A new museum exhibit hopes to un-lock the mysteries behind the doodles, jokes & coded messages on a black board that legendary physicist Stephen Hawking keft un-touched for more than 35 years.
The blackboard dates back to 1980, when Stephen Hawking joined physicists colleagues at a conference on Super space & Super gravity at University of Cambridge in U.K, according to the guardian.
While trying to come up with a cosmological “theory of everything” – a set of equations combining the rules of general relativity & quantum mechanics – Hawking’s colleagues used black board as a welcome distraction, filling it with a mishmash of semi-finished equations, perplexing puns & inscrutable doodles.
Still preserved more than 40 years later, the baffling black board has just been shown to the public for the first time as the centerpiece of a new exhibition in Hawking’s office, which opened February 10 at the Science Museum in London. The museum will welcome physicists & Hawking friends – who died in 2018 at the age of 76 – from around the world, hoping to decipher some of the hand scrawled doodles.
What does “stupor symmetry” mean, for example? Who is shaggy bearded Martian drawn large in the center of the blackboard? Why is there a floppy nosed squid climbing on a brick wall? What’s hidden inside the tin can labeled “Exxon Super gravity?” Hopefully the world’s great minds of math & physics can rise to the occasion with the answers.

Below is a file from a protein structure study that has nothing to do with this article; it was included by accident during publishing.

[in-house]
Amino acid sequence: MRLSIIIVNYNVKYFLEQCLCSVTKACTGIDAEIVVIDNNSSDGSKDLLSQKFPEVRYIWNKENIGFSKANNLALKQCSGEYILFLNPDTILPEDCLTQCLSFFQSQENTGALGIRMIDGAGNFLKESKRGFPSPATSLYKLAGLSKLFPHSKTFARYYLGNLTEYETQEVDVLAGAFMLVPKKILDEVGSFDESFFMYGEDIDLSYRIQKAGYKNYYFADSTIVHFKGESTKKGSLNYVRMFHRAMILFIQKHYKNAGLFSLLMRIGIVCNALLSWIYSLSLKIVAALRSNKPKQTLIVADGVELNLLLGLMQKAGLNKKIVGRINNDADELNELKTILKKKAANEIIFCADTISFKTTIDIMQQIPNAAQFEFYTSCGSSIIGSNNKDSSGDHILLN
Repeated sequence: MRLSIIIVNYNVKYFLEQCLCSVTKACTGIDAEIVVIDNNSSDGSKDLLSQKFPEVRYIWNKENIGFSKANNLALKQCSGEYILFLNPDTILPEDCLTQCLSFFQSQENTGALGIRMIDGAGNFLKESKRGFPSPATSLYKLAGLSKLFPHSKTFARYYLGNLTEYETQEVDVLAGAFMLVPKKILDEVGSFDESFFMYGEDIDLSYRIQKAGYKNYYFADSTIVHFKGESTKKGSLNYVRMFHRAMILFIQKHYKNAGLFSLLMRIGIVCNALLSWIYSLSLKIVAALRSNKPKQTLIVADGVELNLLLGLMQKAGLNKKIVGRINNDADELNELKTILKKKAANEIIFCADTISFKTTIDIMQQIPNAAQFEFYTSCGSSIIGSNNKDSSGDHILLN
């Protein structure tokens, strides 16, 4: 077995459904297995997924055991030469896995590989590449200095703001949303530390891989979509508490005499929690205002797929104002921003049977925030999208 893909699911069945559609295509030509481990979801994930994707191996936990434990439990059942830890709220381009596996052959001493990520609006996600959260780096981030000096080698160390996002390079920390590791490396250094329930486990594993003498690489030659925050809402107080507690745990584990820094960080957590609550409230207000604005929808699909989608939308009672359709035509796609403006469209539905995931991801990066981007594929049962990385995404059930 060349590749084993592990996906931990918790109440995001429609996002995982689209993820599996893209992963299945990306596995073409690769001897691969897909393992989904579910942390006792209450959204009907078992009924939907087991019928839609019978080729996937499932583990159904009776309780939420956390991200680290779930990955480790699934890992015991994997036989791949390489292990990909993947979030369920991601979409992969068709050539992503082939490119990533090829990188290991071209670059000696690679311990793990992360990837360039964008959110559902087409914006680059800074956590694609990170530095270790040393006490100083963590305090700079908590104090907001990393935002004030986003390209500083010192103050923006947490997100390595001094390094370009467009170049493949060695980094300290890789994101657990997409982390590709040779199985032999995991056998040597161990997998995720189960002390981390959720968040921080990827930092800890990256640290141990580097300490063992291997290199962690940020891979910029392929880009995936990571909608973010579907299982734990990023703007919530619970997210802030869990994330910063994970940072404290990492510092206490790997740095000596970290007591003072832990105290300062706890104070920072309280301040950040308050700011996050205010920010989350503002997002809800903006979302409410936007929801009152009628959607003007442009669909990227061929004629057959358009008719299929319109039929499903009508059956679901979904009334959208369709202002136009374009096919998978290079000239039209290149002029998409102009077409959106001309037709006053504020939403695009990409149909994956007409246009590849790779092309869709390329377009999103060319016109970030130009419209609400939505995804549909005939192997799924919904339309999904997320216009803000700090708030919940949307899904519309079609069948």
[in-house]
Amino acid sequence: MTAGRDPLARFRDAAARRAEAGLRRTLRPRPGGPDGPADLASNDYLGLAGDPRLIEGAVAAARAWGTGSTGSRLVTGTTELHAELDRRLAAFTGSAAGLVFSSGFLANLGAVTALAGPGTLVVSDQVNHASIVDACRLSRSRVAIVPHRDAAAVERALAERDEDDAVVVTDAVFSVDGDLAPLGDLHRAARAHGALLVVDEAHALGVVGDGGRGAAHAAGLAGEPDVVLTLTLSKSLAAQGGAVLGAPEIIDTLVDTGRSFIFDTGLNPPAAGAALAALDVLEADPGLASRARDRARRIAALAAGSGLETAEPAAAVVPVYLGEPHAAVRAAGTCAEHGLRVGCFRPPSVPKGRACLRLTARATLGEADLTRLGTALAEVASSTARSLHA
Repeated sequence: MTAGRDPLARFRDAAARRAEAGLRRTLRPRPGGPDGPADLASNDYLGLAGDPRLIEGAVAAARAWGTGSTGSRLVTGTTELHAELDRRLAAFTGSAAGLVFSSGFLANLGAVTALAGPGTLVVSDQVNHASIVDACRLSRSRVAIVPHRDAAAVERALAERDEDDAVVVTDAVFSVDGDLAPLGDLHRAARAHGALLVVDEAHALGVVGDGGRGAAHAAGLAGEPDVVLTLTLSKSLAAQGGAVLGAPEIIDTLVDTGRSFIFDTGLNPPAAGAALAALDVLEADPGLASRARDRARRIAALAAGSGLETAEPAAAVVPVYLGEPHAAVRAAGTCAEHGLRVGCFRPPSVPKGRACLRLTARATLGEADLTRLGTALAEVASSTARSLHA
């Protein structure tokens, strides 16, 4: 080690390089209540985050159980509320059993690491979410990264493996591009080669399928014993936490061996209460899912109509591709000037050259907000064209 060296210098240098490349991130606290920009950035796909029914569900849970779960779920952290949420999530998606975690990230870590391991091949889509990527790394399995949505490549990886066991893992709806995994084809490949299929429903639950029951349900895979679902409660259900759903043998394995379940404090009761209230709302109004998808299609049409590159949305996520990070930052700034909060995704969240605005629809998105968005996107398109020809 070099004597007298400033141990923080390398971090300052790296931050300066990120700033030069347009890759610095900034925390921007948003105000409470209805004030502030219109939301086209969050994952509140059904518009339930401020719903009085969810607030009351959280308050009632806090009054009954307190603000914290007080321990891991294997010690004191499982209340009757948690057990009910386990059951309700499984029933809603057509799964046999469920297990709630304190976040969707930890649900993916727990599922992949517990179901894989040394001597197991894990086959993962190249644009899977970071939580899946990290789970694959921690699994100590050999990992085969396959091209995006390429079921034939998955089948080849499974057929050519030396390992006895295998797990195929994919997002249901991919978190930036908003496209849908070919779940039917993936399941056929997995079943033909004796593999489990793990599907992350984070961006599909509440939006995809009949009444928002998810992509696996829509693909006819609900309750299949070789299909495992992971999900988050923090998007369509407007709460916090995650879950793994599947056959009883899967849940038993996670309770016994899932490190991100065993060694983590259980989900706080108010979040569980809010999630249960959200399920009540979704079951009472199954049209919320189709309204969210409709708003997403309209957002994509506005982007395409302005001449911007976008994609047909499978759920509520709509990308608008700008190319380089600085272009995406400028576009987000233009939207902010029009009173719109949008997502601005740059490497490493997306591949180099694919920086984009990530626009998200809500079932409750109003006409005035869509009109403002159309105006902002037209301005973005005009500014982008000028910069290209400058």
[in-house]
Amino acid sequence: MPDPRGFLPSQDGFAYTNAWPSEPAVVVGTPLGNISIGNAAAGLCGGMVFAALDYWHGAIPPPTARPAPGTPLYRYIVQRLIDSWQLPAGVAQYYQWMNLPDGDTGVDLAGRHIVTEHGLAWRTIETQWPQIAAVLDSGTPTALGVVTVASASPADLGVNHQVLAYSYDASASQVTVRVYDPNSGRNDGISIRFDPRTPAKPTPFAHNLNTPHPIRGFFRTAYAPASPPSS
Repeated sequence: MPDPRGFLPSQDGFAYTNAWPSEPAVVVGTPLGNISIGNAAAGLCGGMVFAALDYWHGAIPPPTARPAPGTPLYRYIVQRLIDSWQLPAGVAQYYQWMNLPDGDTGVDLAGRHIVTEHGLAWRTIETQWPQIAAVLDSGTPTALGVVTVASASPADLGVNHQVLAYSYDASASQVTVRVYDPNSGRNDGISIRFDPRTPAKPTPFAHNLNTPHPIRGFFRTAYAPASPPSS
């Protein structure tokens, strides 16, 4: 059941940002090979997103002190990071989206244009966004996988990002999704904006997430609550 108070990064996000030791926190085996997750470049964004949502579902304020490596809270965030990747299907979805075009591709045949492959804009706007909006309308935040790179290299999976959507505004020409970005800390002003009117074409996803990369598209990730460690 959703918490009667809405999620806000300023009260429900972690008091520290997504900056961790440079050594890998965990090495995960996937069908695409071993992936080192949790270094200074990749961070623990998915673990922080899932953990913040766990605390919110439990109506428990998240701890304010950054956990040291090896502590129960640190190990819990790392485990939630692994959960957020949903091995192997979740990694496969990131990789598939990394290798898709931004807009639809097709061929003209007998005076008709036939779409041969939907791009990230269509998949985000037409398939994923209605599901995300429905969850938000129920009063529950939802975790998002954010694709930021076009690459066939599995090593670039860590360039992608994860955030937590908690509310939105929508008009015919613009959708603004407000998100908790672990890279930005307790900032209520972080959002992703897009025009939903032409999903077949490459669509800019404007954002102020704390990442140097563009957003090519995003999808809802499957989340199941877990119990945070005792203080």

The black board joins dozens of other hawking artifacts on the display, including a copy of physicist 1966 Ph.D thesis on expansion of the universe, wheelchair & a personalized jacket given to him by the creator of “The Simpson” to honor their multiple appearances on show. The exhibition will run until June 12 at Science Museum in London, before hitting road with stops at many other museums in the United Kingdom, according to The Guardian.
Hawking was born in England on January 8, 1942. While studying cosmology at Cambridge University in 1963, he was diagnosed with motor neuron disease, more commonly known as Lou Gehrig’s disease or amyotrophic lateral sclerosis (ALS). At just 21, Hawking was expected to live 2 more years. He continued to lived & worked for more than 5 decades & published new work on black holes, the big bang theory, & general relativity.